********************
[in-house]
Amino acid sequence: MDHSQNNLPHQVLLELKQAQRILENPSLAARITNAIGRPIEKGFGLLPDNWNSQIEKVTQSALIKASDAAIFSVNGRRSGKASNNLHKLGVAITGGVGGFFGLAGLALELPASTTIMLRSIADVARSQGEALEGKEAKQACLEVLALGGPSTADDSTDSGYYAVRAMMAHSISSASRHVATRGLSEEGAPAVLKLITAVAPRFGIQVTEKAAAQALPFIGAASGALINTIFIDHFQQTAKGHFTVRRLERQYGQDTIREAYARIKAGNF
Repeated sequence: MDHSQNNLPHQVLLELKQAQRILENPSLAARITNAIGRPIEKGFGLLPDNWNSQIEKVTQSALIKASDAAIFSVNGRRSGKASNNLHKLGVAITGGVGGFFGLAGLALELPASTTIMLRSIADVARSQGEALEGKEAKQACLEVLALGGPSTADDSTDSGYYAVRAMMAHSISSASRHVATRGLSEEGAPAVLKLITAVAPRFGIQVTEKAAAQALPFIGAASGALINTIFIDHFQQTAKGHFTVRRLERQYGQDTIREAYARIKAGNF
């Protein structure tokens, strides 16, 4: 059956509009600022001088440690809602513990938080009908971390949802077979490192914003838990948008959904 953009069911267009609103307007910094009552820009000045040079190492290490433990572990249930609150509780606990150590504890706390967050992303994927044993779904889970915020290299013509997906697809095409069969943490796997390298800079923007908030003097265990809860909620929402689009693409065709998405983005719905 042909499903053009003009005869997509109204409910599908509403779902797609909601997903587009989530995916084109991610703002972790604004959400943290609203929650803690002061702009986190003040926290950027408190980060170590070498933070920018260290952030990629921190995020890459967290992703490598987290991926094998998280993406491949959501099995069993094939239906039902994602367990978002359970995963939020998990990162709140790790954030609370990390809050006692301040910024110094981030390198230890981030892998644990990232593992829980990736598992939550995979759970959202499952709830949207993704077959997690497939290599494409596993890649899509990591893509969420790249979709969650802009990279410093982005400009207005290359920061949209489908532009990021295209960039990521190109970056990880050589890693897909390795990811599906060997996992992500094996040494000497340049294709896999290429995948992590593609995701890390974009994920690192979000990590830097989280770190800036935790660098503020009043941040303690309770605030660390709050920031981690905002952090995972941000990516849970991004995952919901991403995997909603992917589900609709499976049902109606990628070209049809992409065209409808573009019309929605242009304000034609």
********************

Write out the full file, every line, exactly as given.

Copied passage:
[in-house]
Amino acid sequence: MDHSQNNLPHQVLLELKQAQRILENPSLAARITNAIGRPIEKGFGLLPDNWNSQIEKVTQSALIKASDAAIFSVNGRRSGKASNNLHKLGVAITGGVGGFFGLAGLALELPASTTIMLRSIADVARSQGEALEGKEAKQACLEVLALGGPSTADDSTDSGYYAVRAMMAHSISSASRHVATRGLSEEGAPAVLKLITAVAPRFGIQVTEKAAAQALPFIGAASGALINTIFIDHFQQTAKGHFTVRRLERQYGQDTIREAYARIKAGNF
Repeated sequence: MDHSQNNLPHQVLLELKQAQRILENPSLAARITNAIGRPIEKGFGLLPDNWNSQIEKVTQSALIKASDAAIFSVNGRRSGKASNNLHKLGVAITGGVGGFFGLAGLALELPASTTIMLRSIADVARSQGEALEGKEAKQACLEVLALGGPSTADDSTDSGYYAVRAMMAHSISSASRHVATRGLSEEGAPAVLKLITAVAPRFGIQVTEKAAAQALPFIGAASGALINTIFIDHFQQTAKGHFTVRRLERQYGQDTIREAYARIKAGNF
């Protein structure tokens, strides 16, 4: 059956509009600022001088440690809602513990938080009908971390949802077979490192914003838990948008959904 953009069911267009609103307007910094009552820009000045040079190492290490433990572990249930609150509780606990150590504890706390967050992303994927044993779904889970915020290299013509997906697809095409069969943490796997390298800079923007908030003097265990809860909620929402689009693409065709998405983005719905 042909499903053009003009005869997509109204409910599908509403779902797609909601997903587009989530995916084109991610703002972790604004959400943290609203929650803690002061702009986190003040926290950027408190980060170590070498933070920018260290952030990629921190995020890459967290992703490598987290991926094998998280993406491949959501099995069993094939239906039902994602367990978002359970995963939020998990990162709140790790954030609370990390809050006692301040910024110094981030390198230890981030892998644990990232593992829980990736598992939550995979759970959202499952709830949207993704077959997690497939290599494409596993890649899509990591893509969420790249979709969650802009990279410093982005400009207005290359920061949209489908532009990021295209960039990521190109970056990880050589890693897909390795990811599906060997996992992500094996040494000497340049294709896999290429995948992590593609995701890390974009994920690192979000990590830097989280770190800036935790660098503020009043941040303690309770605030660390709050920031981690905002952090995972941000990516849970991004995952919901991403995997909603992917589900609709499976049902109606990628070209049809992409065209409808573009019309929605242009304000034609």